Improve your email efficiency: 10 tips

Billions of email messages are sent each day, but one study estimates that the average employee wastes more than 40 minutes a day on worthless email. That doesn’t even include the jokes your friends and family forward and the unnecessary messages your colleagues copy to everyone in the office.

Here’s how you can trim the time you spend on email:

Let the computer do the work

1. Create an automatic signature (or more than one) to end your messages. (Look under Tools, Options, Mail Format.) Basic information might include your name, organization, phone number and fax number. You also can use this feature to include short messages, such as: “On Oct. 1 we will move to new offices at … .”

2. Automatically capture new contacts. Right-click on an address in an email, choose “Add to Contacts,” and it will create a new contact and fill in the information such as the name and email address.

3. Create distribution lists for groups of people to whom you email often. For example, all of the employees in your department could be in your Sales distribution list. To create one from your Inbox, go to File and New, then Distribution list.

4. Write a rule that sends emails on which you are only a “cc” recipient to a folder you check less frequently, and ask to be removed from distribution lists when possible.

5. If you can’t rid yourself of the fear that you’ll need an email as soon as you delete it, create a holding file to briefly retain such messages. (The fact that you never do need to retrieve anything from there should encourage you to just delete those messages in the future.)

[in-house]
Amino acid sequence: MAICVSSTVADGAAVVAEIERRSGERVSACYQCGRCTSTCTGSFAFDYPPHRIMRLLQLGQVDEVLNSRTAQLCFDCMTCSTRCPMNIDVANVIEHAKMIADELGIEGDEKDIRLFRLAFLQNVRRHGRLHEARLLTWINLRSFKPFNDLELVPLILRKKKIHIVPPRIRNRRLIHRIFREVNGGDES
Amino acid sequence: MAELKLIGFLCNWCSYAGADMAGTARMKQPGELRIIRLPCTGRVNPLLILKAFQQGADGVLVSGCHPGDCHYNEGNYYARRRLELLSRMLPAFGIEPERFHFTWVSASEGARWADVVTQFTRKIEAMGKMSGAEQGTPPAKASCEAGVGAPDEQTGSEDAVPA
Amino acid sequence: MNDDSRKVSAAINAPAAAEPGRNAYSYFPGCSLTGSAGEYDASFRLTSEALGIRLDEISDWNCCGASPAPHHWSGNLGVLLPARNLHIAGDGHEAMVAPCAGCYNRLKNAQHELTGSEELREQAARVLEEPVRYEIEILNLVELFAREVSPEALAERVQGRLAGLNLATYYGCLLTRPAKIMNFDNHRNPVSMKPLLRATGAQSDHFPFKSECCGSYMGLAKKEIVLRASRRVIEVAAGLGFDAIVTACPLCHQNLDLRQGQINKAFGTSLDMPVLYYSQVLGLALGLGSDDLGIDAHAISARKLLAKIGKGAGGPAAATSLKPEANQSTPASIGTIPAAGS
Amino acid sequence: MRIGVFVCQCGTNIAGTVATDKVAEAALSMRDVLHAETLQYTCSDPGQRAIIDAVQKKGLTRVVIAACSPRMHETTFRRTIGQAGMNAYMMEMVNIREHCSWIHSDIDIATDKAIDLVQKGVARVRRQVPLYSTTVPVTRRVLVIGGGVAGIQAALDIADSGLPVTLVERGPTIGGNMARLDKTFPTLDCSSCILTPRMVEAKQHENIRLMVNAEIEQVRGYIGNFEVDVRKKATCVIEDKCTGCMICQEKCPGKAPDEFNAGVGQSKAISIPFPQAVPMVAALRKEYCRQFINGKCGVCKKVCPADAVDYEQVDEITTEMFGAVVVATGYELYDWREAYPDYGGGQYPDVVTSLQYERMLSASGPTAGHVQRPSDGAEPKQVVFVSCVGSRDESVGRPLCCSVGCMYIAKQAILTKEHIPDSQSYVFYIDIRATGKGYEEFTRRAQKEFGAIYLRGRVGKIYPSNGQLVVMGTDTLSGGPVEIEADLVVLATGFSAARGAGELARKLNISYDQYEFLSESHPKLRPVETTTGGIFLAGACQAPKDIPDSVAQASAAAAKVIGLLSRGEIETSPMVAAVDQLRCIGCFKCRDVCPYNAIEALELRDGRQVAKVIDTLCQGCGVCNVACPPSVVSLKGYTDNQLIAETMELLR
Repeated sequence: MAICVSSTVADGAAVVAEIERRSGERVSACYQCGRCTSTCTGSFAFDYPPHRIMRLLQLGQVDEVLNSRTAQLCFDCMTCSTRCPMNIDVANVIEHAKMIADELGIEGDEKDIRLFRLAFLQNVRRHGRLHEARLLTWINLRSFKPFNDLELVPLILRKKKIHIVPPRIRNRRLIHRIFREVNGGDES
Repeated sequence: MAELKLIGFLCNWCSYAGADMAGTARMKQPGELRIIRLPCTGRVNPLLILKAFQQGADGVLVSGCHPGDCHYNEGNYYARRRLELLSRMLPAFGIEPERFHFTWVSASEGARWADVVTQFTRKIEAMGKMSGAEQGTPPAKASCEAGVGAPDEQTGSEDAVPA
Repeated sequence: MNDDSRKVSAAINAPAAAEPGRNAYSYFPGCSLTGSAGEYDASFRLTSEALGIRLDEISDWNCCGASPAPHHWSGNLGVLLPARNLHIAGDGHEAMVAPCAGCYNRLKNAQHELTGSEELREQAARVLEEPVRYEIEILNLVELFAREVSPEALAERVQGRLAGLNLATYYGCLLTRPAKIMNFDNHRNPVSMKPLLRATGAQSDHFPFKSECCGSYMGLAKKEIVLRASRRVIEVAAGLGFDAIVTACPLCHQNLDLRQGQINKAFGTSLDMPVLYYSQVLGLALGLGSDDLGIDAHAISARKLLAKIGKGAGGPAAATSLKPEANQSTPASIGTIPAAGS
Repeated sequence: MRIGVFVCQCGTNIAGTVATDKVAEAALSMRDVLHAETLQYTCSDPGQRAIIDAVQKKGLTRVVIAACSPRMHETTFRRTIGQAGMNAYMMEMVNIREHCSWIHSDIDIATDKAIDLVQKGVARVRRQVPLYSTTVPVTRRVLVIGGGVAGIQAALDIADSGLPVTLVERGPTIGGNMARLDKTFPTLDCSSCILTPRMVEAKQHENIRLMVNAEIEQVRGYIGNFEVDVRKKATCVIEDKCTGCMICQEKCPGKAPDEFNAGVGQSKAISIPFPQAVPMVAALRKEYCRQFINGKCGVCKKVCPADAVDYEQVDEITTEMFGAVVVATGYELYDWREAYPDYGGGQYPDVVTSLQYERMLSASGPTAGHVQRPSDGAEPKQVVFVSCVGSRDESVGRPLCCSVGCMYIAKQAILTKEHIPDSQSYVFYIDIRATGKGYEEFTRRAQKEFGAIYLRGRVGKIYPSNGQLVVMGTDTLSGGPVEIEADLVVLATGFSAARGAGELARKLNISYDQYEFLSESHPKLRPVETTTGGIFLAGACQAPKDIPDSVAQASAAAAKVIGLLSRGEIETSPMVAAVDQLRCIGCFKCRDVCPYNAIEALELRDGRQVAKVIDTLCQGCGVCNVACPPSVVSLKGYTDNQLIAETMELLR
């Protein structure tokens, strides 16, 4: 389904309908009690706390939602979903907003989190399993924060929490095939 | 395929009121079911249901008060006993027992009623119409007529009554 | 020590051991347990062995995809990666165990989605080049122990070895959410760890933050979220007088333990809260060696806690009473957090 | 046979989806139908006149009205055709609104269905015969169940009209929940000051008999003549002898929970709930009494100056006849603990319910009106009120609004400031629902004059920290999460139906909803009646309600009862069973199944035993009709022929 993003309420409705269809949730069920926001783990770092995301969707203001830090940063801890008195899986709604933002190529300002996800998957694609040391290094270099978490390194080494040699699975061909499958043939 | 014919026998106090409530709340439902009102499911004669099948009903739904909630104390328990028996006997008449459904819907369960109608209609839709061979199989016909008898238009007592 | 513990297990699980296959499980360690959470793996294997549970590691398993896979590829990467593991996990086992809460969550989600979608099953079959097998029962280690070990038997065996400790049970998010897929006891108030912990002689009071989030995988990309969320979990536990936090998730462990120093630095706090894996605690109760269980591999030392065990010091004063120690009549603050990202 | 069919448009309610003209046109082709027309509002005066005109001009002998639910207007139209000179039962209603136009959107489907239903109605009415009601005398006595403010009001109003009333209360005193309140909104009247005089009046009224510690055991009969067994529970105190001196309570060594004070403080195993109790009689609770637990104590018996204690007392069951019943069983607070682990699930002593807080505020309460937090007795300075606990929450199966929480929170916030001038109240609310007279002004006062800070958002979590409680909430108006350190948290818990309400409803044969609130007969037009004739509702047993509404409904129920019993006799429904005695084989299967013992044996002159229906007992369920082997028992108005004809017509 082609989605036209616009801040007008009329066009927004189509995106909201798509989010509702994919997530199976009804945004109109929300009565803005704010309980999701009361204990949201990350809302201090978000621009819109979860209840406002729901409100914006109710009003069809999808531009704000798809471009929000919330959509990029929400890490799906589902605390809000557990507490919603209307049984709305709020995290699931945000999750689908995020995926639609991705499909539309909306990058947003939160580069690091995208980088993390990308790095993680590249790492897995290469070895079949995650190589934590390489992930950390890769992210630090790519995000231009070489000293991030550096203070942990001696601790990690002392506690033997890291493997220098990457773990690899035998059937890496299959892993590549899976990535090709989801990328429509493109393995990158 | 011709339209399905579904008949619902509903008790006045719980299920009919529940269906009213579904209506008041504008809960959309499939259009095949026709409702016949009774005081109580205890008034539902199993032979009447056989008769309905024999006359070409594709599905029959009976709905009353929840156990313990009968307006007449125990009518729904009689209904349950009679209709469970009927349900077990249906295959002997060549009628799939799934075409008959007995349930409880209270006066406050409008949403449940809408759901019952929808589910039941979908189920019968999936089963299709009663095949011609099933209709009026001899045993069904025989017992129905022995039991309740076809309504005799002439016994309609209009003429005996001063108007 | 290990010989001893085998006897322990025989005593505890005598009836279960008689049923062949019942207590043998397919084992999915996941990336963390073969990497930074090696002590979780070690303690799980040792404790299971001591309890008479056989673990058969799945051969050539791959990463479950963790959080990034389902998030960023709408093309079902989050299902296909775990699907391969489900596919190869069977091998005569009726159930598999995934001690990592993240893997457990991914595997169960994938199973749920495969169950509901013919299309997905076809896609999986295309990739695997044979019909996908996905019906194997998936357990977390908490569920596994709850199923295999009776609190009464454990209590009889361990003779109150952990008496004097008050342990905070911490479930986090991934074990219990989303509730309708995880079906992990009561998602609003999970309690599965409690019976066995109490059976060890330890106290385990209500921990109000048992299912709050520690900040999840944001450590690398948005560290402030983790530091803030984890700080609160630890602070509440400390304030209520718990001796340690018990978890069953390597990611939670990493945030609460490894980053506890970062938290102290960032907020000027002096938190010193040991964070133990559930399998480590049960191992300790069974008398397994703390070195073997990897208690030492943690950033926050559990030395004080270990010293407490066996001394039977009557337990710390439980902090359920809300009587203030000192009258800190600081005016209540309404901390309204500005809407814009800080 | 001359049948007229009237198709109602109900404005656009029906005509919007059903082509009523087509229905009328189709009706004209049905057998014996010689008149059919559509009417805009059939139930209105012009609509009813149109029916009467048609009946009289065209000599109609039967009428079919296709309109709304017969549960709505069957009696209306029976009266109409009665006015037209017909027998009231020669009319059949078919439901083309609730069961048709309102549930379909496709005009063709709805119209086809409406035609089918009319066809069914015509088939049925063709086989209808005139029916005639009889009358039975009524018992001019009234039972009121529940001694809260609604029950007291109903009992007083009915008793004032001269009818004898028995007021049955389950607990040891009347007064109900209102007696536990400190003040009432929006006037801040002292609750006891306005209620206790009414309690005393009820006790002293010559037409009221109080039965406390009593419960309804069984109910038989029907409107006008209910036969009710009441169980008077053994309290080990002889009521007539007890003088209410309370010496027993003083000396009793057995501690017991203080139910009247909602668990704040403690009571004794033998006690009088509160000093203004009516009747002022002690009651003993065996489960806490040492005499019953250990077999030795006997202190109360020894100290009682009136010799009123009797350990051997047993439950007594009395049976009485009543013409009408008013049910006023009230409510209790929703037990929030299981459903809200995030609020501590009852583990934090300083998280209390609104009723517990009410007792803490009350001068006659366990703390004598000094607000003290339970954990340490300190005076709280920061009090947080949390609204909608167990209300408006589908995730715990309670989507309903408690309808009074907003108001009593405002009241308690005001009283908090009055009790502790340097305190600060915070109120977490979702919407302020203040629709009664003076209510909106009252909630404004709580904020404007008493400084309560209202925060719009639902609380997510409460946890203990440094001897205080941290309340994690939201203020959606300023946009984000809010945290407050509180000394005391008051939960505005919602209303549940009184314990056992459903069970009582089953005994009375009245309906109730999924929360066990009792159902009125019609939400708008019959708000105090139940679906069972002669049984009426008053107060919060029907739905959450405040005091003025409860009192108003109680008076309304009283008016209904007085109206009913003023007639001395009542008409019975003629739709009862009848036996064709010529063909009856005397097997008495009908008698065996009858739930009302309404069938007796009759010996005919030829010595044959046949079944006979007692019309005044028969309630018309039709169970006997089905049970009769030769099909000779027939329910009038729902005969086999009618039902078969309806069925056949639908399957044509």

Get back to basics

6. Turn off the automatic notification of new messages. (In Outlook, go to Tools, Options, Preferences, E-mail Options, Advanced E-mail Options.) Checking too frequently wastes time. Once or twice a day might be enough.

7. Create separate accounts. Use one account, the one on your business card, for general purposes. Use the second account like an unlisted phone number that you give only to very important people. That’s the account you should check often. Finally, have one account that you use in public areas that might attract spam.

8. Set a policy for whom should receive copies of emails, and enforce it. “Need to know” isn’t the same as “might be nice to know at some point in the future, but I’m not sure why right now.”

9. Follow your office’s document management policies for deleting, archiving and backing up files. Retaining too many messages makes it harder for you to manage them and takes up system resources. (Attorneys also know that they are a great place to look for damaging evidence in the event of a lawsuit.)

10. Fill in the “To:” line last. That eliminates the danger of accidentally sending a message before you are ready.